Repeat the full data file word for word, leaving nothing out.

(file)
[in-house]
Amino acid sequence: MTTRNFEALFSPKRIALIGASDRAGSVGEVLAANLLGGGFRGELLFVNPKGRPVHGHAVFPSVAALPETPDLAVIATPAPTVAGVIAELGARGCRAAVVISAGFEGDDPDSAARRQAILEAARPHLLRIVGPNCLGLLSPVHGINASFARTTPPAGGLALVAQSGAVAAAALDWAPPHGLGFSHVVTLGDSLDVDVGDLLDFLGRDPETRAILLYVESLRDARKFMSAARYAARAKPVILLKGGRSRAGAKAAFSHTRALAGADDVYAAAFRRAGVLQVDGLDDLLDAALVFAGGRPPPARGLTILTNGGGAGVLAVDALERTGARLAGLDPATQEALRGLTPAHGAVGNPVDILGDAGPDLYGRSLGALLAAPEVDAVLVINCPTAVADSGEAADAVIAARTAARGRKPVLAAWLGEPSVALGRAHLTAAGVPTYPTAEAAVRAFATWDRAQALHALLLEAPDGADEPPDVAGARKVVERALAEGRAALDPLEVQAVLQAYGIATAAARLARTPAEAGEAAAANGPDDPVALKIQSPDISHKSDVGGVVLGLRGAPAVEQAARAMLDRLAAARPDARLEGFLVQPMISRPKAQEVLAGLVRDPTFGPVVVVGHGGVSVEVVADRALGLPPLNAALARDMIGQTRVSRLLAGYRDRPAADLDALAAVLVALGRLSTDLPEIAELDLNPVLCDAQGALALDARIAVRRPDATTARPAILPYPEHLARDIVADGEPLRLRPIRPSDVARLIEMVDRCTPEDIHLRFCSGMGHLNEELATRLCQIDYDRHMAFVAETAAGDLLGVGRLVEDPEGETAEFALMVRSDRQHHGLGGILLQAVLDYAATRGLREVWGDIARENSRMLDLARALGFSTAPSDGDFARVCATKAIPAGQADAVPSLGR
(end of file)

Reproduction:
[in-house]
Amino acid sequence: MTTRNFEALFSPKRIALIGASDRAGSVGEVLAANLLGGGFRGELLFVNPKGRPVHGHAVFPSVAALPETPDLAVIATPAPTVAGVIAELGARGCRAAVVISAGFEGDDPDSAARRQAILEAARPHLLRIVGPNCLGLLSPVHGINASFARTTPPAGGLALVAQSGAVAAAALDWAPPHGLGFSHVVTLGDSLDVDVGDLLDFLGRDPETRAILLYVESLRDARKFMSAARYAARAKPVILLKGGRSRAGAKAAFSHTRALAGADDVYAAAFRRAGVLQVDGLDDLLDAALVFAGGRPPPARGLTILTNGGGAGVLAVDALERTGARLAGLDPATQEALRGLTPAHGAVGNPVDILGDAGPDLYGRSLGALLAAPEVDAVLVINCPTAVADSGEAADAVIAARTAARGRKPVLAAWLGEPSVALGRAHLTAAGVPTYPTAEAAVRAFATWDRAQALHALLLEAPDGADEPPDVAGARKVVERALAEGRAALDPLEVQAVLQAYGIATAAARLARTPAEAGEAAAANGPDDPVALKIQSPDISHKSDVGGVVLGLRGAPAVEQAARAMLDRLAAARPDARLEGFLVQPMISRPKAQEVLAGLVRDPTFGPVVVVGHGGVSVEVVADRALGLPPLNAALARDMIGQTRVSRLLAGYRDRPAADLDALAAVLVALGRLSTDLPEIAELDLNPVLCDAQGALALDARIAVRRPDATTARPAILPYPEHLARDIVADGEPLRLRPIRPSDVARLIEMVDRCTPEDIHLRFCSGMGHLNEELATRLCQIDYDRHMAFVAETAAGDLLGVGRLVEDPEGETAEFALMVRSDRQHHGLGGILLQAVLDYAATRGLREVWGDIARENSRMLDLARALGFSTAPSDGDFARVCATKAIPAGQADAVPSLGR